Monday, Sep 26, 2022
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Yamuna Water Level Recedes Below Warning Mark In Delhi

The water level in the Yamuna in Delhi has receded below the warning mark but the situation is being monitored as the IMD has predicted widespread rainfall in the upper catchment areas of the river, officials said on Thursday.

Delhi Chief Minister Arvind Kejriwal
Delhi Chief Minister Arvind Kejriwal File Photo

The water level in the Yamuna in Delhi has receded below the warning mark but the situation is being monitored as the IMD has predicted widespread rainfall in the upper catchment areas of the river, officials said on Thursday.

The Delhi government's flood control room said the water level on the river dipped from 204.89 metres at 7 am on Wednesday to 204.32 metres at 6 pm on Thursday.

The river had breached the danger mark of 205.33 metres last Friday, prompting the authorities to evacuate around 7,000 people from low-lying areas. The water level had receded below the warning mark on Monday and stood at 203.96 metres at 6 pm on Tuesday.

However, it again crossed the warning mark on Tuesday night with Haryana releasing more water from the Hathnikund barrage amid rains in the upper catchment areas.

The officials said they are keeping a close watch on the situation as more rains were likely in the upper catchment areas of the river.

The India Meteorological Department (IMD) has said widespread rainfall "with isolated heavy falls" is very likely over Himachal Pradesh and Uttarakhand over the next two days.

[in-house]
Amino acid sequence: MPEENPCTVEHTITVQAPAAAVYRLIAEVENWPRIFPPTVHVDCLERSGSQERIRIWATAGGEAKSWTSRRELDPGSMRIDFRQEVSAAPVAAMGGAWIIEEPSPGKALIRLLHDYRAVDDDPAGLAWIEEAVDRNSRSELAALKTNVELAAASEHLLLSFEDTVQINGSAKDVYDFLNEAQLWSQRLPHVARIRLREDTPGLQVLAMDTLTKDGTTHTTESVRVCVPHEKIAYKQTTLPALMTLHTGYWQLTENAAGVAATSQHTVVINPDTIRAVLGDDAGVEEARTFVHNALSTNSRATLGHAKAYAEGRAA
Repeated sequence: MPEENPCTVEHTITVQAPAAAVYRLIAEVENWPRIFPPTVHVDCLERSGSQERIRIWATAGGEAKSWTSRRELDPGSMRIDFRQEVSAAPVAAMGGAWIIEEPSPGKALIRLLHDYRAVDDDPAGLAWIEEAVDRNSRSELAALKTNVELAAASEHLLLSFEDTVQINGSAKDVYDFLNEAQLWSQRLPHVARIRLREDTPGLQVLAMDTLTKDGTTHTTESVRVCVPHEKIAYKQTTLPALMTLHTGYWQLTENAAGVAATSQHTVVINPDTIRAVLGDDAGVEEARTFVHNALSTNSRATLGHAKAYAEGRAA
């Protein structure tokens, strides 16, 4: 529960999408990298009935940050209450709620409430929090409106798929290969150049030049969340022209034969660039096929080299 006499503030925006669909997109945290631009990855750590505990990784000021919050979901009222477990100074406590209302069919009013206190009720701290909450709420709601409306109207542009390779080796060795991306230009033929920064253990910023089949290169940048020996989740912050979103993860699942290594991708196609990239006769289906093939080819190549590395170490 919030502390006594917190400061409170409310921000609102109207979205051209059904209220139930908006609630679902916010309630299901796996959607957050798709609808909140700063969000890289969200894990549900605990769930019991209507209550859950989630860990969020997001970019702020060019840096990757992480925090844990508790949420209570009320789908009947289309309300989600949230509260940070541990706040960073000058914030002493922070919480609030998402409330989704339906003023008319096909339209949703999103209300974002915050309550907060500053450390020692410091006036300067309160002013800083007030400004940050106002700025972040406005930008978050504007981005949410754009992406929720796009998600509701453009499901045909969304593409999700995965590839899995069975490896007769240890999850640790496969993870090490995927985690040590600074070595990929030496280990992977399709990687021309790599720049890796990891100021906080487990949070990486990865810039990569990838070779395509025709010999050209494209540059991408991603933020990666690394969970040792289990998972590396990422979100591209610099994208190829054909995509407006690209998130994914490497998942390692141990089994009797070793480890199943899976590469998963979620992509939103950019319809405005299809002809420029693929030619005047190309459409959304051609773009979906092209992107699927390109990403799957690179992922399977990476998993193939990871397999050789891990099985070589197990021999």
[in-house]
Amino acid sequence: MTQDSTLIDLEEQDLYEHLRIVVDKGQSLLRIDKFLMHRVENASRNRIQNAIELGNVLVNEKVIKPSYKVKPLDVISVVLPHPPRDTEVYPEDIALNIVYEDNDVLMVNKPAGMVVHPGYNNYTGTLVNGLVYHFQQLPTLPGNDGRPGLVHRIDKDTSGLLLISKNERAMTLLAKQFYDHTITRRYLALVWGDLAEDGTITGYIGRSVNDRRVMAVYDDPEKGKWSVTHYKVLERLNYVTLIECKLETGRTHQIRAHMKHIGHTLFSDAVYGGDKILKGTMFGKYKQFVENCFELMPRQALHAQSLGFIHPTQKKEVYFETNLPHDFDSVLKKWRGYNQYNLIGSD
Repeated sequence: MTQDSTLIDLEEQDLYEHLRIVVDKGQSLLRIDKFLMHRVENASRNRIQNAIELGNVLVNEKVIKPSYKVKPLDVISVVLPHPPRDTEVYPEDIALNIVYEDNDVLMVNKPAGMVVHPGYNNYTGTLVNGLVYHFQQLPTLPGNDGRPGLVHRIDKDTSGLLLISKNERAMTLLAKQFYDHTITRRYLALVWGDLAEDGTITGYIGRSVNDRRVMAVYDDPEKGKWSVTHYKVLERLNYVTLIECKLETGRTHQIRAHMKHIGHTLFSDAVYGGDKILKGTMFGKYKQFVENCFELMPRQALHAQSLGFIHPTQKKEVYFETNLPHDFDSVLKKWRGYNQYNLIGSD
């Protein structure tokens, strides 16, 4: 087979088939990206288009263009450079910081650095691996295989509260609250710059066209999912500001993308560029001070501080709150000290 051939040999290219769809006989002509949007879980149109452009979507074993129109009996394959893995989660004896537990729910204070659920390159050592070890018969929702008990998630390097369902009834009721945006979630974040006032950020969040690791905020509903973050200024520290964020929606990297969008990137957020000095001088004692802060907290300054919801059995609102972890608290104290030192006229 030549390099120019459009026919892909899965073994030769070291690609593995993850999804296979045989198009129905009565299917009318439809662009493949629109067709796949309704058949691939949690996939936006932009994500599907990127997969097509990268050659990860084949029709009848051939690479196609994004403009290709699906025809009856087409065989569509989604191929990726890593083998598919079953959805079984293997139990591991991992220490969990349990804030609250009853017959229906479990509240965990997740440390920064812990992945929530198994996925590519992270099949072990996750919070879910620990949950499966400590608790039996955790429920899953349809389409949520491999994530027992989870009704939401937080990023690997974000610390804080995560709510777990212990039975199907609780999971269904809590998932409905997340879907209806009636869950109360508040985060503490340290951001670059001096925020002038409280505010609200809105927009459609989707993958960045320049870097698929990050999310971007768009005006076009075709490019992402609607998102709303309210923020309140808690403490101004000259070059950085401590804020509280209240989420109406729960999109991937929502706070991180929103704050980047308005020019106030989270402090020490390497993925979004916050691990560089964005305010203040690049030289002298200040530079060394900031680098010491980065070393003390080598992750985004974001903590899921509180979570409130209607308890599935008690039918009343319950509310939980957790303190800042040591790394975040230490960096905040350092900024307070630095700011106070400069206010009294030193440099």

The catchment of the Yamuna river system covers parts of Uttar Pradesh, Uttarakhand, Himachal Pradesh, Haryana, Rajasthan, Madhya Pradesh and Delhi.

Last week, Delhi Chief Minister Arvind Kejriwal appealed to people to avoid going toward the banks of the river.

A flood alert is declared in Delhi when the discharge rate from the Hathnikund barrage in Haryana's Yamuna Nagar crosses the one lakh-cusecs mark. People living near the floodplains and in flood-prone areas are evacuated.

The discharge rate was 2.21 lakh cusecs at 3 pm on Thursday last week, the highest so far this year.

Normally, the flow rate at the Hathnikund barrage is 352 cusecs, but the discharge increases after heavy rainfall in the catchment areas. The water discharged from the barrage normally takes two to three days to reach the national capital.

The low-lying areas in Delhi near the river are considered vulnerable to flooding. They are home to around 37,000 people.

(Inputs from PTI)

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